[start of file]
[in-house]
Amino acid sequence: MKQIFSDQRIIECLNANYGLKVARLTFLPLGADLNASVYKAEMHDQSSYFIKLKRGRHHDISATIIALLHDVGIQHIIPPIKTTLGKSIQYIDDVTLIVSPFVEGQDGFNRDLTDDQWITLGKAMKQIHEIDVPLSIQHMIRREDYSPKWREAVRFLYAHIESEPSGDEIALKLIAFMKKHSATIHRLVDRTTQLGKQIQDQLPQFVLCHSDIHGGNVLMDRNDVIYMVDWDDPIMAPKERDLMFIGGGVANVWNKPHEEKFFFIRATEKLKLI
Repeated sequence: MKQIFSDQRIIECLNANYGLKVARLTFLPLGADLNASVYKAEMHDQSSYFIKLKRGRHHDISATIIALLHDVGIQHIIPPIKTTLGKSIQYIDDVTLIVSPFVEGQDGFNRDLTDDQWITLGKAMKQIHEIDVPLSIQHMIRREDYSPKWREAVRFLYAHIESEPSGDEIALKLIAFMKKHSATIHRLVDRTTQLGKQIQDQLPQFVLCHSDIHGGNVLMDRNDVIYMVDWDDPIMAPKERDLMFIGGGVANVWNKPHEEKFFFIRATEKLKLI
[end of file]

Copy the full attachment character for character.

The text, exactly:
[in-house]
Amino acid sequence: MKQIFSDQRIIECLNANYGLKVARLTFLPLGADLNASVYKAEMHDQSSYFIKLKRGRHHDISATIIALLHDVGIQHIIPPIKTTLGKSIQYIDDVTLIVSPFVEGQDGFNRDLTDDQWITLGKAMKQIHEIDVPLSIQHMIRREDYSPKWREAVRFLYAHIESEPSGDEIALKLIAFMKKHSATIHRLVDRTTQLGKQIQDQLPQFVLCHSDIHGGNVLMDRNDVIYMVDWDDPIMAPKERDLMFIGGGVANVWNKPHEEKFFFIRATEKLKLI
Repeated sequence: MKQIFSDQRIIECLNANYGLKVARLTFLPLGADLNASVYKAEMHDQSSYFIKLKRGRHHDISATIIALLHDVGIQHIIPPIKTTLGKSIQYIDDVTLIVSPFVEGQDGFNRDLTDDQWITLGKAMKQIHEIDVPLSIQHMIRREDYSPKWREAVRFLYAHIESEPSGDEIALKLIAFMKKHSATIHRLVDRTTQLGKQIQDQLPQFVLCHSDIHGGNVLMDRNDVIYMVDWDDPIMAPKERDLMFIGGGVANVWNKPHEEKFFFIRATEKLKLI